GLENDALE, Ariz. – When Phoenix goalie Ilya Bryzgalov took his place between the pipes Friday night, he brought a tidy career postseason goals-against average of 1.70 and a .938 save percentage with him.
By the end of the night, both those numbers had a big Red line run through them – namely, the Detroit line of Valtteri Filppula, Henrik Zetterberg and Todd Bertuzzi.
The trio combined for five goals, eight points and one nightmare evening for the Coyotes star netminder, who gave up six goals for the first time all season in a 7-4 loss to Detroit in Game 2 of their Western Conference Quarterfinal series.
Phoenix not only lost a game and its home-ice advantage, the Coyotes lost their identity as a disciplined team that rarely plays outside its comfort zone.
The Coyotes led three different times in the second period – 1-0, 2-1 and 3-2 – but were reeled in each time as the Red Wings, who hadn't scored since the first period of Game 1, suddenly found their groove and roughed up Phoenix.
"They are an explosive team. They have talent and they are going to make plays," Coyotes defenseman Ed Jovanovski said. "But the staple of our game is getting the puck in there and grinding. We scored a few goals and had a little success and suddenly we're trying things when we probably shouldn't."
Each side played fast and loose with its system. In a span of 3:58, the teams combined for five goals – the third-fastest span in NHL playoff history.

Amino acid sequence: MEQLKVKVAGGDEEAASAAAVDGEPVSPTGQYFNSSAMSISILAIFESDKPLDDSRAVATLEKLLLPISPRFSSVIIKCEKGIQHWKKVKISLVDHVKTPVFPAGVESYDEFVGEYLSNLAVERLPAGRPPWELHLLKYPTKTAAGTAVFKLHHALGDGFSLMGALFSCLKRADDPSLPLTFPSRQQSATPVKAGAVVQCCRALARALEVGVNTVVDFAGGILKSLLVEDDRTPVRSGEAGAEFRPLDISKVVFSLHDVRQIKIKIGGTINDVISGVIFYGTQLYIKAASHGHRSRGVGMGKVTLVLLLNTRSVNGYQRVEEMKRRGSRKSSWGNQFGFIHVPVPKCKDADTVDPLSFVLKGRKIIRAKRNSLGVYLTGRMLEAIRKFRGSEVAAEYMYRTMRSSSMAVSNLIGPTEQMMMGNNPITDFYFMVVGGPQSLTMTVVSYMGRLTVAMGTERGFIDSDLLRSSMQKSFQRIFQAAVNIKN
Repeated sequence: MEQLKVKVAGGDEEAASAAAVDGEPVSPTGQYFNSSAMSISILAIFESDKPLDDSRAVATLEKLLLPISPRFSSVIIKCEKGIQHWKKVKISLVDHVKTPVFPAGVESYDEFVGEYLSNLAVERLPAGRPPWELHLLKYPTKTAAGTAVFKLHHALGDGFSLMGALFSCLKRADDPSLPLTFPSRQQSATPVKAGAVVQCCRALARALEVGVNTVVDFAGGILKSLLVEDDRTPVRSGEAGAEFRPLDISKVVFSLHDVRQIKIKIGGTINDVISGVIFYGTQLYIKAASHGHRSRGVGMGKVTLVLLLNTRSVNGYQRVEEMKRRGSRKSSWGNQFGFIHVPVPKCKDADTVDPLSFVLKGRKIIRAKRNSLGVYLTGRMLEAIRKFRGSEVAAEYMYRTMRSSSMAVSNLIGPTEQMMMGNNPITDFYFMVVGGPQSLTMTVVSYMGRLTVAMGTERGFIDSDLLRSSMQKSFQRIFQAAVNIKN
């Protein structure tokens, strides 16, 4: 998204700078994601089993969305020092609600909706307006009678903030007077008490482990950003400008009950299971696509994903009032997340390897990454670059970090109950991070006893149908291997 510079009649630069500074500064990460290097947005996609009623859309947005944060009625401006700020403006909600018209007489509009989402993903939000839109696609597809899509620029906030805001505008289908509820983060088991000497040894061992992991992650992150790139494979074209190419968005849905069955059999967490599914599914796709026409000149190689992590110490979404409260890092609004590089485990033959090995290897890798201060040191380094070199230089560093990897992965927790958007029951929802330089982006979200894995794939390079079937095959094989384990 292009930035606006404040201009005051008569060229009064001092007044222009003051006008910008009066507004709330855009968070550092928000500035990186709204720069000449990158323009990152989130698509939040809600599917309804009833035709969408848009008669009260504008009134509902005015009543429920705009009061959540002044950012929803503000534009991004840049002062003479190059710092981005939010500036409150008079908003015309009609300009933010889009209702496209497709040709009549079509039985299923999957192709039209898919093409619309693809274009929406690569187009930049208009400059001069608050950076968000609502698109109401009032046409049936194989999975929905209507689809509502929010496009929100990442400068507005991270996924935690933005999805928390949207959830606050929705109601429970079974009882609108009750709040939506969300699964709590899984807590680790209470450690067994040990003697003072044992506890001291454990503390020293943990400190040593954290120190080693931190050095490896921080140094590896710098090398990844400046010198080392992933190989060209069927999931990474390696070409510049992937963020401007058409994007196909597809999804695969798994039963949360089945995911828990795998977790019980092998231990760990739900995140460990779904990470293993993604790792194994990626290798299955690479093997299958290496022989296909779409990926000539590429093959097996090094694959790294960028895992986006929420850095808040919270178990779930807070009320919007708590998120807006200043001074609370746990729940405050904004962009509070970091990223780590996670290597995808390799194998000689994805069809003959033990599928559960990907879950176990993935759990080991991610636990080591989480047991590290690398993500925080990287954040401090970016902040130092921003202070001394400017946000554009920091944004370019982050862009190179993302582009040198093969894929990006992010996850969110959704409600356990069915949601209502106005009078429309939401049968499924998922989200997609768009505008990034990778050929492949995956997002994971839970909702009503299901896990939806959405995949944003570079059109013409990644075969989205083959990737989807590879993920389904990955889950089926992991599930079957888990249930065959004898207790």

"Both teams were running around a little too much," said Zetterberg, who registered his first playoff hat trick and eighth multi-goal game in the postseason. "Players got out of position and you wind up with a lot of odd-man rushes and a lot of goals scored. But think in the third we kept our teamwork better and made some good plays."
But even while the Coyotes were keeping pace on the scoreboard, they weren't used to or confident in the tempo.
"Any time we get into a 6-4 or 7-4 game … that's not what we want," Phoenix defenseman Keith Yandle said. "It was crazy there for a little bit. We got some goals, but if they're scoring like that … we like to play close games. We need to keep it tight and fix our mistakes."
Detroit goalie Jimmy Howard wasn't having too much fun on his end either before settling down in the third period.
"It's kind of hard to keep these two teams off the score sheet," he said. "They are guys who can skate, make some plays and definitely shoot the puck on both sides. "You get a game like this once in awhile, and then it comes down to making one more save than the other guy."
The "other guy" didn't have much to offer afterward. "We made too many mistakes tonight. I don't know what else I can say," Bryzgalov said.
The Coyotes allowed seven goals only once all season – a 7-2 loss to Buffalo on Jan. 18. They responded by winning seven of the next eight games, allowing two goals or less in six of them.
"We know better," Jovanovski said. "But it's going to be a long series and this will teach us what happens when we play with fire."